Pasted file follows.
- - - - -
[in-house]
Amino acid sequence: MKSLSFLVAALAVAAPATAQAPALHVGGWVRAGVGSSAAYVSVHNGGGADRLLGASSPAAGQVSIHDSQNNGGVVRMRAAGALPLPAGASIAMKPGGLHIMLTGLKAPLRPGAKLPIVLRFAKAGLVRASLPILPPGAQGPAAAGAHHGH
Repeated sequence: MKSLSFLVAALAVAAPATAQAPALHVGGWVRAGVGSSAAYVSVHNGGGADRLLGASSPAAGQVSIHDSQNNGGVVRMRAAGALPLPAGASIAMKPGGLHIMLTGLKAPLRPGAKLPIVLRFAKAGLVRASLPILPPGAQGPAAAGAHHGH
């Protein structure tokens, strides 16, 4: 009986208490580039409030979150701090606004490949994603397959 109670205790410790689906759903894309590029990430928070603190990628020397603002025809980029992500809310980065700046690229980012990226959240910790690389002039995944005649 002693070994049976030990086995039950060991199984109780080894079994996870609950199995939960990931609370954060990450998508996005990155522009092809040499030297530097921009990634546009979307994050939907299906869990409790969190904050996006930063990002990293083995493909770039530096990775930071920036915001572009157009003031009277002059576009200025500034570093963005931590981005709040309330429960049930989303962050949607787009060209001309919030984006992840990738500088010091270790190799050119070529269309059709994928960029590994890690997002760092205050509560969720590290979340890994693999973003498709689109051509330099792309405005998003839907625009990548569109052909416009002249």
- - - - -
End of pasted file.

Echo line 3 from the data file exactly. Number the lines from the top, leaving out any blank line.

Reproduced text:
Repeated sequence: MKSLSFLVAALAVAAPATAQAPALHVGGWVRAGVGSSAAYVSVHNGGGADRLLGASSPAAGQVSIHDSQNNGGVVRMRAAGALPLPAGASIAMKPGGLHIMLTGLKAPLRPGAKLPIVLRFAKAGLVRASLPILPPGAQGPAAAGAHHGH